by Bernie Silver
My seventeen-year-old son arrived home from Central High football practice and announced he had something important to tell his mother and me over dinner. He then went upstairs to shower, leaving us in the kitchen wondering what now.
"He got a D in math," I hypothesized.
"Impossible." Grace headed for the dining-room table carrying a tray laden with pot roast. I followed in her wake.
"Did Pythagoras get a D in math?" she asked along the way.
She set the tray on the table and theorized. "Maybe he's started drinking."
"Impossible," I said. "He's obsessed with remaining clear-headed at all times. Where he got that from I don't know.
Besides, if he's drinking why would he tell us?"
Grace shrugged and returned to the kitchen while I came up with an alarming thought.
"Oh God," I said after she reentered with bowls of salad and mashed potatoes. "He's gotten Annie pregnant."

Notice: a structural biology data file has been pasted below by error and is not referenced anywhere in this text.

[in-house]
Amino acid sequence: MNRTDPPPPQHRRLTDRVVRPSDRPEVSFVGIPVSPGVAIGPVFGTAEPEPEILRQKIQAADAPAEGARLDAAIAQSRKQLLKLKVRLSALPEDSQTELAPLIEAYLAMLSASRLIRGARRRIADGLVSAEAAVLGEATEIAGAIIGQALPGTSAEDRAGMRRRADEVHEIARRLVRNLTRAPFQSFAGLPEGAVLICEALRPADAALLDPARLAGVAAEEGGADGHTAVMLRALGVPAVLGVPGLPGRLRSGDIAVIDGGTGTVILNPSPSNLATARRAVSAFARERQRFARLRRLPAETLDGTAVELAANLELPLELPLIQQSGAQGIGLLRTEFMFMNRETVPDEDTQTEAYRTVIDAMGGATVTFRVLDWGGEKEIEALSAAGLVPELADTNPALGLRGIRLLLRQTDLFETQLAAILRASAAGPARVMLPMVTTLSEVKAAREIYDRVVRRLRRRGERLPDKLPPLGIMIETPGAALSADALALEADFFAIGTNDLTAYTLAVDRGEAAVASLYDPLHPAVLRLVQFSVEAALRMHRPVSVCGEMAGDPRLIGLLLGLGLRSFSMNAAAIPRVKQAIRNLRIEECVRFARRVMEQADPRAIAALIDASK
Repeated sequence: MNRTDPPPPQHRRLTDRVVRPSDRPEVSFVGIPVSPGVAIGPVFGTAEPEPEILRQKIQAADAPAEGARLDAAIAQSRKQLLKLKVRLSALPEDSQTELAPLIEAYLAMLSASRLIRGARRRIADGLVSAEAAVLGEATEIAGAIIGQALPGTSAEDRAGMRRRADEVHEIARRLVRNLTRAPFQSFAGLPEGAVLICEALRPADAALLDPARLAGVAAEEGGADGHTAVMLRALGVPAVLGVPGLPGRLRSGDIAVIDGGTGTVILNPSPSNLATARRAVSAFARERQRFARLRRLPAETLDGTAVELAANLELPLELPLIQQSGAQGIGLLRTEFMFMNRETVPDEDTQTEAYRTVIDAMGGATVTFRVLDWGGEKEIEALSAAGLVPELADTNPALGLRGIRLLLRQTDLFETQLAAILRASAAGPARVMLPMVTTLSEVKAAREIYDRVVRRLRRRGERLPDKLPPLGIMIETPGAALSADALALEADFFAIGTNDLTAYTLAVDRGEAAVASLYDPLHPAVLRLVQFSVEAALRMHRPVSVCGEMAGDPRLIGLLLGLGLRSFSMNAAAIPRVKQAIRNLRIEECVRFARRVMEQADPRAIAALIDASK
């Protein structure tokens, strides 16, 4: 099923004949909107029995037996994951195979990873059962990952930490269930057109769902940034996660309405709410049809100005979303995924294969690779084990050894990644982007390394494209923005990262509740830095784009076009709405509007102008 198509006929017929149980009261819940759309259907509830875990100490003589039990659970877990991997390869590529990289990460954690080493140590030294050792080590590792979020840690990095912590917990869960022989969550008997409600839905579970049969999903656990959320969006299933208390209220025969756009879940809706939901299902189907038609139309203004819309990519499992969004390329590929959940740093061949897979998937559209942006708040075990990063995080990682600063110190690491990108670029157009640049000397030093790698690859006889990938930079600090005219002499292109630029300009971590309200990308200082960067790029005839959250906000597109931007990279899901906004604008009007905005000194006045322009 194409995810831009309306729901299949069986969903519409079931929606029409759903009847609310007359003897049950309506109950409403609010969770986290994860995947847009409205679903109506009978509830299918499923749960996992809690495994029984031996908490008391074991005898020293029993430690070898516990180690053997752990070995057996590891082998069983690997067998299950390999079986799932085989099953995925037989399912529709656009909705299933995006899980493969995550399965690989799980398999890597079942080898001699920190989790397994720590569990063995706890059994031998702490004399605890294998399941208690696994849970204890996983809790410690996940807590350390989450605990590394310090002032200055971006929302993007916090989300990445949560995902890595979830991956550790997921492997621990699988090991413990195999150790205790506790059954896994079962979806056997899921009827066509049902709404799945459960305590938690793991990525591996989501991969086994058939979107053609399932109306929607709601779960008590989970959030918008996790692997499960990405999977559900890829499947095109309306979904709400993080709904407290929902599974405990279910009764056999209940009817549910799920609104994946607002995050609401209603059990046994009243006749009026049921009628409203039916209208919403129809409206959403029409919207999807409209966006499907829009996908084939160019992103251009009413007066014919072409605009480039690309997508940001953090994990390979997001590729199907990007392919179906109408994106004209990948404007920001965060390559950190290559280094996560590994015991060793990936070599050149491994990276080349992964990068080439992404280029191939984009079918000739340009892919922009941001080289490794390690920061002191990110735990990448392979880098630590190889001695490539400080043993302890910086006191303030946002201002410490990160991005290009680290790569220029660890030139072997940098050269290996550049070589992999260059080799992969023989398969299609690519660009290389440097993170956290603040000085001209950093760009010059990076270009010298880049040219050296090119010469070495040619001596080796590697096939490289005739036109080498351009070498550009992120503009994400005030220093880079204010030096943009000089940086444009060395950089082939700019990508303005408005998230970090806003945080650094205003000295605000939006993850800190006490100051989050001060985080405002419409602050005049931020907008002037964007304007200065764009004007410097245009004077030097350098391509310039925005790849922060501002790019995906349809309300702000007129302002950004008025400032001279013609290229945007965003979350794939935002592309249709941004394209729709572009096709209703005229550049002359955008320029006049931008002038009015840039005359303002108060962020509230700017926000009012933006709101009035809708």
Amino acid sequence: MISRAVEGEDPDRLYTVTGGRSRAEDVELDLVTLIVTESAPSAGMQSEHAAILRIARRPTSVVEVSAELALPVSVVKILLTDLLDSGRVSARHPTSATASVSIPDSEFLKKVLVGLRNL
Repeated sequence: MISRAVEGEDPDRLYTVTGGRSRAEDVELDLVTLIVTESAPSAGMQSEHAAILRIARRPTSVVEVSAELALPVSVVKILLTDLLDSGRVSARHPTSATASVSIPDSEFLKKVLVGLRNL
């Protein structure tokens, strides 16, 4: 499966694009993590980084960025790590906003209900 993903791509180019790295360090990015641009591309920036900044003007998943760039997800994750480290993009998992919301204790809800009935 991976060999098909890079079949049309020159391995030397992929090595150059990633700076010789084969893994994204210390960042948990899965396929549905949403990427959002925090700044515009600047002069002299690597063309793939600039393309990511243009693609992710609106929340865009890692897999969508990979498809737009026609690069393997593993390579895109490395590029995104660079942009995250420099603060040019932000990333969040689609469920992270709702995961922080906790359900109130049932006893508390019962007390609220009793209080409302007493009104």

"Impossible," Grace said, setting the bowls down. "You know, you could make yourself useful."
I ignored the subtle hint. "Why impossible?"
"Because he's still a virgin."
We stared at each other as the dawn broke.
"Oh crap," I said.
"He wouldn't," Grace speculated. But being a man, I knew better.
"Why not?" I inquired.
"Well, for one thing, Annie wouldn't let him. For another . . . you did have the talk with him, right?"
I did. I'd had the talk with my son, just as my father had had the talk with me. So I knew firsthand how much good the talk did. But this was 1961 and the pill was in vogue. Not only had it proved more user-friendly than rubbers, its use was up to the girl, not the guy, which was a good thing, given what I knew of guys.
And speaking of teenage hormones, that racket they call rock 'n roll could be exacerbating the problem. At least back in the day there was no lewd music and jiggly dancing leading us into temptation. But today, all that guitar-twanging and indecent hip-swinging and . . .Elvis. I knew it would come to this. He's responsible for getting Annie pregnant. Not Bing Crosby. Not Nat "King" Cole. Not Frank Sinatra. But the Pelvis.
Grace fetched glasses and silverware and placed them accordingly on the table, then removed her apron. "Well, now that dinner is served and I've set the table, I'll go fetch Nick. Unless you want to."